Recently at an intersection, I pulled up behind a well-maintained electrician's truck sporting a bumper sticker with a large triangle on it. On the three sides of the triangle were the words: Cheap, Fast, and Good. Above the triangle was the phrase: Pick Two.
Of course, the message was:
Good and Cheap = won't be Fast.
Fast and Good = won't be Cheap.
Cheap and Fast = probably won't be Good.
Like our clients, we are consumers and most of the time, we really want all three. I have had a few experiences with businesses that could pull all three off at the same time. A small, Italian tailor in my hometown comes to mind. I hesitate to tell any of my friends about him because his work is superb, he always asks me if I'm in a hurry and might need it today or tomorrow (seriously!), and he's currently half the price of anyone else in town. In a selfish effort to keep my little secret status quo, I've decided to keep him all to myself!
But typically, this triangle of choices proves true. Not to be used as an excuse for not meeting deadlines, sloppy work, or exorbitant prices, I've found it useful in feeling better about my fees in terms of providing our clients with a quick response and high-quality work. It also serves to remind me to keep my own consumer expectations of others in check. If I want it quick and good, it probably won't be cheap. If I want it cheap and fast, it probably won't be the best.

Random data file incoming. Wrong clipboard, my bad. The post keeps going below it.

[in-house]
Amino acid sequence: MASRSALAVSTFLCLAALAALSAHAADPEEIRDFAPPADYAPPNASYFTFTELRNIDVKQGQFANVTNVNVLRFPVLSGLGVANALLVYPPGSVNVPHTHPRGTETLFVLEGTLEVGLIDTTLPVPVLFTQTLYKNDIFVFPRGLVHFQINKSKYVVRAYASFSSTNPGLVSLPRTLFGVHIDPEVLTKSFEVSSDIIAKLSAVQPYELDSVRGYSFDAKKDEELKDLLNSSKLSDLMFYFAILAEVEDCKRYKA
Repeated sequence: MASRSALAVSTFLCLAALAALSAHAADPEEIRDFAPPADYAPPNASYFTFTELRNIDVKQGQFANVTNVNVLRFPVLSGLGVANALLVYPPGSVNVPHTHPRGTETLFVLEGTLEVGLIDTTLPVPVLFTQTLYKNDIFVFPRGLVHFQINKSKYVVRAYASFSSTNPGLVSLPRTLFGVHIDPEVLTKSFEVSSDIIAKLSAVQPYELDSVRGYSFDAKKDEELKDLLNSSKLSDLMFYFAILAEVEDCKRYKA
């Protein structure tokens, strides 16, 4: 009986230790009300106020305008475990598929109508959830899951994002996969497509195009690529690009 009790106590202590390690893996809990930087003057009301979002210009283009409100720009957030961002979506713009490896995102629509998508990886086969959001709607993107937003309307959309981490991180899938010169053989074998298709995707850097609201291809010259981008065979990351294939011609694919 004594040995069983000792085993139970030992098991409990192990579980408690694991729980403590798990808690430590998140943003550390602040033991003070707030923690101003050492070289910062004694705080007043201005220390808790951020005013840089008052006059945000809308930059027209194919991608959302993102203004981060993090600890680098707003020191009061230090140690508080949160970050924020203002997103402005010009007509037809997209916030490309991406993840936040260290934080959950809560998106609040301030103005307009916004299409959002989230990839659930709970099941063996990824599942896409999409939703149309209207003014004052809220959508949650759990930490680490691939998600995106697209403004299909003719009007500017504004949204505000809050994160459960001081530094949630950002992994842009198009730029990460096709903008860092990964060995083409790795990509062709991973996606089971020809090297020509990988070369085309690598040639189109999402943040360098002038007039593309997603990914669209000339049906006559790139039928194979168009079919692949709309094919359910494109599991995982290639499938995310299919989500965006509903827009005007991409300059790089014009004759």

As much as I might try, the word will eventually get out about my little Italian tailor and he'll get busier causing him to either lengthen his turnaround time, hire others to help which will likely result in higher prices, or cut the attention to detail to get more done in the same amount of time. It's the cycle of small business.
At some point, all businesses choose which two they will be known for. There's no right or wrong... only a choice as to what feels best in terms of the vision of the business and its competitive place in the market.
This week, discuss which two you feel your clients likely use to describe your business to their circle of influence and whether or not it is congruent with the two you 'd like for them to choose.